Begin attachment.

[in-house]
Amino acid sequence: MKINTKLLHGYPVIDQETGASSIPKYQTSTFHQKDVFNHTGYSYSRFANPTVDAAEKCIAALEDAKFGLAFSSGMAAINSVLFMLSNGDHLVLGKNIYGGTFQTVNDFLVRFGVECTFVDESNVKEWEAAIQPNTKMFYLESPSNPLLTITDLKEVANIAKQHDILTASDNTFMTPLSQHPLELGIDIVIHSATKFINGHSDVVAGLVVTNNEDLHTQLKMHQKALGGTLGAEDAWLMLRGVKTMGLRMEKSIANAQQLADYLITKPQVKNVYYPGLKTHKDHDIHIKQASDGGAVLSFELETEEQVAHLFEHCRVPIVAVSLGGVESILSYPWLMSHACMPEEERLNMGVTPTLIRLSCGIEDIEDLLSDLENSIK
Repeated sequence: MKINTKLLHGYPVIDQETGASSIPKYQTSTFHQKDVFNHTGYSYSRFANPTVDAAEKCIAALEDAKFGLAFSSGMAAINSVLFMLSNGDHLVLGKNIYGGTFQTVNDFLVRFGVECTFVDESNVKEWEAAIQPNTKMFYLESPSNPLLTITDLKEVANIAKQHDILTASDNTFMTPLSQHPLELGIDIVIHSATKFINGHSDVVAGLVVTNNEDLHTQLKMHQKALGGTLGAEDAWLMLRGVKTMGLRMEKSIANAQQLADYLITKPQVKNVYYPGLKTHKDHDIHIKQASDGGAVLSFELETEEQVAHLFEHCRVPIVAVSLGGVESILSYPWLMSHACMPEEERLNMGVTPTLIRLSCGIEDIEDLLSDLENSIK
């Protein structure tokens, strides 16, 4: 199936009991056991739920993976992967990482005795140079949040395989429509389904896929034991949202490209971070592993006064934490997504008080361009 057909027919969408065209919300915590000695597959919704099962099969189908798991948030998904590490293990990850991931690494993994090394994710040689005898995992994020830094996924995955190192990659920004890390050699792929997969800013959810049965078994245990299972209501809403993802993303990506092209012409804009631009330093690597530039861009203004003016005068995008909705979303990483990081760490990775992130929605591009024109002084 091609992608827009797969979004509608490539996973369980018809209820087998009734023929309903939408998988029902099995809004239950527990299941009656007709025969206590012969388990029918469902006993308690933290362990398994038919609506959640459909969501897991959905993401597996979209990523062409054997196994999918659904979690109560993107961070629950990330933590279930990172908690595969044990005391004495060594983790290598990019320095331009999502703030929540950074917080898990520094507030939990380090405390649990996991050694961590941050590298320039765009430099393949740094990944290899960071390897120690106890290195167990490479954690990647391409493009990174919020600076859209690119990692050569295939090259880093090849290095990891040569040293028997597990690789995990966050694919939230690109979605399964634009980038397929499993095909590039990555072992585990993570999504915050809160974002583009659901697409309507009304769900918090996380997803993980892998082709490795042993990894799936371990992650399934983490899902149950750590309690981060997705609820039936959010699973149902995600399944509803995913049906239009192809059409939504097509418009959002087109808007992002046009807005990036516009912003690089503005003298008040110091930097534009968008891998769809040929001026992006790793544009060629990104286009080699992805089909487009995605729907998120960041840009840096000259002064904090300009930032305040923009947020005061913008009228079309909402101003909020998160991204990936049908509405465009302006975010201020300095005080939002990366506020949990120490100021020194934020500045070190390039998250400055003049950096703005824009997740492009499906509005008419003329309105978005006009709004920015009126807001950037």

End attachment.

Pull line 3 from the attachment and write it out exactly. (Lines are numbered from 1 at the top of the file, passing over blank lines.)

Repeated sequence: MKINTKLLHGYPVIDQETGASSIPKYQTSTFHQKDVFNHTGYSYSRFANPTVDAAEKCIAALEDAKFGLAFSSGMAAINSVLFMLSNGDHLVLGKNIYGGTFQTVNDFLVRFGVECTFVDESNVKEWEAAIQPNTKMFYLESPSNPLLTITDLKEVANIAKQHDILTASDNTFMTPLSQHPLELGIDIVIHSATKFINGHSDVVAGLVVTNNEDLHTQLKMHQKALGGTLGAEDAWLMLRGVKTMGLRMEKSIANAQQLADYLITKPQVKNVYYPGLKTHKDHDIHIKQASDGGAVLSFELETEEQVAHLFEHCRVPIVAVSLGGVESILSYPWLMSHACMPEEERLNMGVTPTLIRLSCGIEDIEDLLSDLENSIK